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The newly elected president and vice presidents of Bhutan Chamber of Commerce and Industry (BCCI) have pledged to strengthen the organisation and pursue its legal status, which has impeded its growth.

The newly elected president of BCCI, Tandin Wangchuk, said the chamber had inconveniences dealing with organisations outside the country due to the lack of its legal status.

The umbrella organisation of the country’s private sector also needed to make it better recognized in society, as many people in the private sector did not take its membership.

The issue of the legality of the chamber as an organisation was also highlighted in the performance audit report covering the period from January 2013 to December 2017.

In absence of a legal basis, questions on the legality of documents and MoUs signed by BCCI with entities outside the country were raised. The report found that there was no clear legal mandate and legitimacy for its operation.

The office bearers were elected on August 27 in Thimphu.

He said that much needed to be done to help the businesses that have been affected by the pandemic and that he would push for policy reforms for the private sector.

“BCCI will also create awareness among businesses and aspiring entrepreneurs about various fiscal schemes such as the priority sector lending (PSL),” he said.

The BCCI, he said, would also establish a one-stop shop that will provide business-related services to its members in Thimphu. “That one-stop shop will do the follow up works on behalf of the members if they send the documents,” he said, adding that people from dzongkhags will not have to come to Thimphu.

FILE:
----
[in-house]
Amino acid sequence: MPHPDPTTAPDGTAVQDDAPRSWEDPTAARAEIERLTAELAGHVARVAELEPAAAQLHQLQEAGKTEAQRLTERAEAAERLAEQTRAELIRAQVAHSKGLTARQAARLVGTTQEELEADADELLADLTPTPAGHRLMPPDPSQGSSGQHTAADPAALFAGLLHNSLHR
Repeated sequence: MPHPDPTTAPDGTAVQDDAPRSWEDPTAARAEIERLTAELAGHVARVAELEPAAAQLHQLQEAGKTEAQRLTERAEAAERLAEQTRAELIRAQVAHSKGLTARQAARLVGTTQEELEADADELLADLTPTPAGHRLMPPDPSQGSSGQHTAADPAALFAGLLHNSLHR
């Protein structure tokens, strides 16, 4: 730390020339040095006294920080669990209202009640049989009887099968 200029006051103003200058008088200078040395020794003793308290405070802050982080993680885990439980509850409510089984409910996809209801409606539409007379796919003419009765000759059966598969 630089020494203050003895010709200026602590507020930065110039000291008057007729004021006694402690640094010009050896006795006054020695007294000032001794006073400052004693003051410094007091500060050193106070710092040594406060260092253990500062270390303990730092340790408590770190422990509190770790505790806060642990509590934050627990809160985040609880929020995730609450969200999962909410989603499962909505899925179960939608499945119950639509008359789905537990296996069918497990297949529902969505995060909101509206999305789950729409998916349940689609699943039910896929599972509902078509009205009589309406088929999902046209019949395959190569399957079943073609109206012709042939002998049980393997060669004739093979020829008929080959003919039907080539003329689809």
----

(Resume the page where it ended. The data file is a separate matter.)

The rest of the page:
Tandin Wanchuk also said that many people did not recognise the BCCI due to the lack of its legal status.

One of the vice presidents, Kamal Pradhan, from Gelephu said that the chamber would work towards bringing more people from the private sector on board. He said that all the people in the private sector needed to work together to unleash the potential of the private sector and enhance the significance of BCCI.

The vice president said that the cottage and small industries (CSIs) were not performing well although they were one of the major drivers of the economy.

The other vice president, Ugyen Dorji, from Bumthang said that the chamber needed better support from the government on the policy front to improve the private sector.

“We (BCCI) are sometimes used as a tool and shield,” he said, explaining that the government had used the chamber to suit its needs. “We want to work as a team for the benefit of the private sector.”

The president and vice presidents are highly contested posts although they do not get salaries. However, a BCCI member said that the office bearers could make significant contributions to policies for the private sector.

The BCCI was established under the Royal Command of His Majesty the King in 1980 and is a non-profit organization consisting of members from the business community, and is the apex body of the private sector.

Edited by Tshering Palden




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